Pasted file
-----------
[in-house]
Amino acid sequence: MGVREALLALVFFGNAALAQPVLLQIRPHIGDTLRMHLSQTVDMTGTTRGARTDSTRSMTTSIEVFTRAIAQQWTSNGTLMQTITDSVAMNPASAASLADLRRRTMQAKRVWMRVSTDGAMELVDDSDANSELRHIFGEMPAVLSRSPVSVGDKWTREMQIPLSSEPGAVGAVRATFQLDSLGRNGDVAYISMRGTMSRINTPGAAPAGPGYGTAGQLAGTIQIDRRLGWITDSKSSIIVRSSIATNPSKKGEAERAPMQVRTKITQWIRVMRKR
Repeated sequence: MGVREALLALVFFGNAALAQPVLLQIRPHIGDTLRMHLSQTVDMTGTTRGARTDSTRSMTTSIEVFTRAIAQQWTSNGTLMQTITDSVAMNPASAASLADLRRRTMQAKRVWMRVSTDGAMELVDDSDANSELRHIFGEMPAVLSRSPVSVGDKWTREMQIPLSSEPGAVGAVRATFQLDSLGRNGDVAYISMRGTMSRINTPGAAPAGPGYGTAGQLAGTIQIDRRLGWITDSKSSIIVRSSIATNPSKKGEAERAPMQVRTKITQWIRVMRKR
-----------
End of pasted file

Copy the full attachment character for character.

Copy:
[in-house]
Amino acid sequence: MGVREALLALVFFGNAALAQPVLLQIRPHIGDTLRMHLSQTVDMTGTTRGARTDSTRSMTTSIEVFTRAIAQQWTSNGTLMQTITDSVAMNPASAASLADLRRRTMQAKRVWMRVSTDGAMELVDDSDANSELRHIFGEMPAVLSRSPVSVGDKWTREMQIPLSSEPGAVGAVRATFQLDSLGRNGDVAYISMRGTMSRINTPGAAPAGPGYGTAGQLAGTIQIDRRLGWITDSKSSIIVRSSIATNPSKKGEAERAPMQVRTKITQWIRVMRKR
Repeated sequence: MGVREALLALVFFGNAALAQPVLLQIRPHIGDTLRMHLSQTVDMTGTTRGARTDSTRSMTTSIEVFTRAIAQQWTSNGTLMQTITDSVAMNPASAASLADLRRRTMQAKRVWMRVSTDGAMELVDDSDANSELRHIFGEMPAVLSRSPVSVGDKWTREMQIPLSSEPGAVGAVRATFQLDSLGRNGDVAYISMRGTMSRINTPGAAPAGPGYGTAGQLAGTIQIDRRLGWITDSKSSIIVRSSIATNPSKKGEAERAPMQVRTKITQWIRVMRKR